FanVision: Fine idea, wrong device

FanVision deviceFootball season is upon us and with come the NFL’s scramble to reach deeper into fans’ wallets. Apparently $200 tickets and $10 beers aren’t enough to keep the lights on at the stadium, so about half the NFL teams have signed up to sell FanVision mobile devices to stadium fans. FanVision (MSRP $259, street price $199) has a 4″ HD-resolution screen and receives video feeds within the stadium confines. Fans can watch the network feed to the game they paid to see live, or out of town games and highlights. From a technology perspective, there’s nothing exciting about FanVision — it’s a mini UHF TV. It receives dedicated low-power channels.

Football is the rare sport that’s more enjoyable to watch live. Seeing the whole field of play allows the spectator to understand precisely how plays unfold — who was open, who missed a block, who was out of position. TV is a closeup medium that follows the ball. Fans have no idea why the play evolved as it did, and it turns out fewer and fewer of the analysts do as well. It’s clear to even the casual fan that the television announcers are watching the line feed in the booth — just like you! That’s why they rarely add any insight.

I digress. Fact is that the average fan prefers the TV experience. It’s easier to have Phil Simms tell you what you just saw than to actually understand what you just saw. Add 50,000 drunks and 30-degree temperatures to a sport that is played rain, snow, or shine, and the owners have a problem filling the $200 seats. For the past two decades they’ve done their best to make football stadiums into giant living rooms with climate control, big screens, and incredible Surround Sound. It works. .500 teams continue to sell out. I have seats to the New England Patriots 10 rows from the field of play, and I never cease to be amazed by the number of people watching the game live on the big screen displays. (The luxury box crowd is a better example of the domestication of the NFL. It appears many of them are completely unaware that the game on the TV is happening just out the window.)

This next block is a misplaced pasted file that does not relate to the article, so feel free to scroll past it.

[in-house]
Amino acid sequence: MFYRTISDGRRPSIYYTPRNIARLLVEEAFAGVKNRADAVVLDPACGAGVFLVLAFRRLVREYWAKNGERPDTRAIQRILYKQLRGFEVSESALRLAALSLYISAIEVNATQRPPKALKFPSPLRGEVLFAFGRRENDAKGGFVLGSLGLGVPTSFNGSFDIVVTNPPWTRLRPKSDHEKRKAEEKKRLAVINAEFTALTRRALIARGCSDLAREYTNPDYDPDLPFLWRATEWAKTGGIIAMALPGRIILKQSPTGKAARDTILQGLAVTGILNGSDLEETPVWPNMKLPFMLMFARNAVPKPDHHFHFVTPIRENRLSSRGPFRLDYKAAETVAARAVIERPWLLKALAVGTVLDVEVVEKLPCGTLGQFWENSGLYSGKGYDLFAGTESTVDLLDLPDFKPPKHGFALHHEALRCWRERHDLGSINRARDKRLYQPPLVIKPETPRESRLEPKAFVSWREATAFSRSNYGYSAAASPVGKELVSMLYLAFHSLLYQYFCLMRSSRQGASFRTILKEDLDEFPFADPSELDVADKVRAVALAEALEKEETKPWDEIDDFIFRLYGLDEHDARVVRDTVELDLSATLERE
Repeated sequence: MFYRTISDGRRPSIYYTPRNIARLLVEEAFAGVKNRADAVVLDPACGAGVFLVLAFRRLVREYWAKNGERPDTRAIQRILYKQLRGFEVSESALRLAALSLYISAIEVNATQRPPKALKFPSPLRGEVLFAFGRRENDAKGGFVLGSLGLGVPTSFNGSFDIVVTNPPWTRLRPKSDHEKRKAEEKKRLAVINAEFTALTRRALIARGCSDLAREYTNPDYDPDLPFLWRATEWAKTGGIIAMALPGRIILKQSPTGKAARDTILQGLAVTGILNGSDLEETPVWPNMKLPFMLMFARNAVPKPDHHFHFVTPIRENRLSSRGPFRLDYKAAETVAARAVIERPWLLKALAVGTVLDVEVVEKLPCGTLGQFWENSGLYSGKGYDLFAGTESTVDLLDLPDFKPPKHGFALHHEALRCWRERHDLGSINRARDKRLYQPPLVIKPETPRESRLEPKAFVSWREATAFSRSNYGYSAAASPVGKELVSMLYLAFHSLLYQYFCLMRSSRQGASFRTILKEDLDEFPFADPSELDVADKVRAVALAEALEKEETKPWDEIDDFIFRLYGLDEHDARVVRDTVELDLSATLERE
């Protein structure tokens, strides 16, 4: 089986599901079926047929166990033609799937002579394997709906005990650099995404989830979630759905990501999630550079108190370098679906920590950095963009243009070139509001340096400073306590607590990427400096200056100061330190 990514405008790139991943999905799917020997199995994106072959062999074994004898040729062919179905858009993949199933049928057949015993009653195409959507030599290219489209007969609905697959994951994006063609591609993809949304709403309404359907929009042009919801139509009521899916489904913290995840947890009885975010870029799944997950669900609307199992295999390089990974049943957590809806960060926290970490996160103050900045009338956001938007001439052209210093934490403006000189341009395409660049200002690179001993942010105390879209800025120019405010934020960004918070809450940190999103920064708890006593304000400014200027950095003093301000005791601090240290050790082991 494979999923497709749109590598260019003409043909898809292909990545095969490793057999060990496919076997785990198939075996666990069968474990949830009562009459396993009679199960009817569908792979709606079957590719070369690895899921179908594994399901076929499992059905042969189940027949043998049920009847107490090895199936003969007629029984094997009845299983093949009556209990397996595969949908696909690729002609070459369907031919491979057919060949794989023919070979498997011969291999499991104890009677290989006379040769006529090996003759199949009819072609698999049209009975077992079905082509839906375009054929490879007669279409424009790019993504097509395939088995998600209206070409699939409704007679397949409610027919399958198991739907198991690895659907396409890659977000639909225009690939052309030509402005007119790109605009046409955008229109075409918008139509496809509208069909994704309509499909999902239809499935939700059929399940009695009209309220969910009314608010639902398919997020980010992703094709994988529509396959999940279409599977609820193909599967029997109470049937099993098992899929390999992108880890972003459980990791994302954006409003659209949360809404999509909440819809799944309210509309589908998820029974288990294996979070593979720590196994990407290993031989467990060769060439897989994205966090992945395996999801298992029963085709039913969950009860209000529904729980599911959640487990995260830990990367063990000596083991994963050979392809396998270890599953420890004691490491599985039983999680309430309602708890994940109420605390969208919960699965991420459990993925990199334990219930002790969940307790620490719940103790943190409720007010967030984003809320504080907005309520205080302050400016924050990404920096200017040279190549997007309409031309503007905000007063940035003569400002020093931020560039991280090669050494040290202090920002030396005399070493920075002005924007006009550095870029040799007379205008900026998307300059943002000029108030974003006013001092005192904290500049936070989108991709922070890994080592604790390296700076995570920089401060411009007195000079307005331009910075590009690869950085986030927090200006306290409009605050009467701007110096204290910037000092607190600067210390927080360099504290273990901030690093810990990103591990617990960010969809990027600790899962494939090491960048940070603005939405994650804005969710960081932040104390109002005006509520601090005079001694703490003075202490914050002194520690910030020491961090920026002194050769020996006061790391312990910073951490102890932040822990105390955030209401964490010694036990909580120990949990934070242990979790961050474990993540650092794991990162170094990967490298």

Didn’t I just make the case for FanVision? No, I didn’t. I made the case for in-stadium personal video displays. People already own decent video players — iPhones and iPod Touches, Droid phones, even BlackBerry’s in the game. Who wants yet another device to juggle? A better investment would be to upgrade the WiFi networks (currently only available in the $600 seat sections of Gillette Stadium) and let fans watch on the devices they already own – devices far more sophisticated than a tiny TV, devices with interactive capabilities.  Engadget notes the Seattle Mariners (MLB) took a step in that direction by allowing fans to view replays on a Nintendo DS. Note to owners: Mariners fans can order beer from the DS — a far quicker path to higher margins than FanVision.

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